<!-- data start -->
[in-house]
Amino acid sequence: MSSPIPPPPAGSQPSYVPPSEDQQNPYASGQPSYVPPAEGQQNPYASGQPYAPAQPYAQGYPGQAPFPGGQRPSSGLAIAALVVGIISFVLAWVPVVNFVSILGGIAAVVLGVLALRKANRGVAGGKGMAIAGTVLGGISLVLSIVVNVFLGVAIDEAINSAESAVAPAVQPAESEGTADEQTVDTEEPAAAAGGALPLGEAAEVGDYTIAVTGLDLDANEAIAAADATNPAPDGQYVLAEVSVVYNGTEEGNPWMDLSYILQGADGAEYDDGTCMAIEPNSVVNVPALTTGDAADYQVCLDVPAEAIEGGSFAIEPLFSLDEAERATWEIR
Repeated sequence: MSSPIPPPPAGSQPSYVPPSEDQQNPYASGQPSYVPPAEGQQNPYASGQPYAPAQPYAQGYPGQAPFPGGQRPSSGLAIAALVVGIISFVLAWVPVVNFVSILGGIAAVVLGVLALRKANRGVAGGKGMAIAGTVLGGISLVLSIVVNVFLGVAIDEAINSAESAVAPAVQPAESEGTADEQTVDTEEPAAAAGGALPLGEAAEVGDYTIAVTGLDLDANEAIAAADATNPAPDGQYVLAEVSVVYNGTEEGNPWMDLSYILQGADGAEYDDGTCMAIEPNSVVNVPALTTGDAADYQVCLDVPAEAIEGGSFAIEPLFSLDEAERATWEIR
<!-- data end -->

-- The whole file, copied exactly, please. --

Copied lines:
[in-house]
Amino acid sequence: MSSPIPPPPAGSQPSYVPPSEDQQNPYASGQPSYVPPAEGQQNPYASGQPYAPAQPYAQGYPGQAPFPGGQRPSSGLAIAALVVGIISFVLAWVPVVNFVSILGGIAAVVLGVLALRKANRGVAGGKGMAIAGTVLGGISLVLSIVVNVFLGVAIDEAINSAESAVAPAVQPAESEGTADEQTVDTEEPAAAAGGALPLGEAAEVGDYTIAVTGLDLDANEAIAAADATNPAPDGQYVLAEVSVVYNGTEEGNPWMDLSYILQGADGAEYDDGTCMAIEPNSVVNVPALTTGDAADYQVCLDVPAEAIEGGSFAIEPLFSLDEAERATWEIR
Repeated sequence: MSSPIPPPPAGSQPSYVPPSEDQQNPYASGQPSYVPPAEGQQNPYASGQPYAPAQPYAQGYPGQAPFPGGQRPSSGLAIAALVVGIISFVLAWVPVVNFVSILGGIAAVVLGVLALRKANRGVAGGKGMAIAGTVLGGISLVLSIVVNVFLGVAIDEAINSAESAVAPAVQPAESEGTADEQTVDTEEPAAAAGGALPLGEAAEVGDYTIAVTGLDLDANEAIAAADATNPAPDGQYVLAEVSVVYNGTEEGNPWMDLSYILQGADGAEYDDGTCMAIEPNSVVNVPALTTGDAADYQVCLDVPAEAIEGGSFAIEPLFSLDEAERATWEIR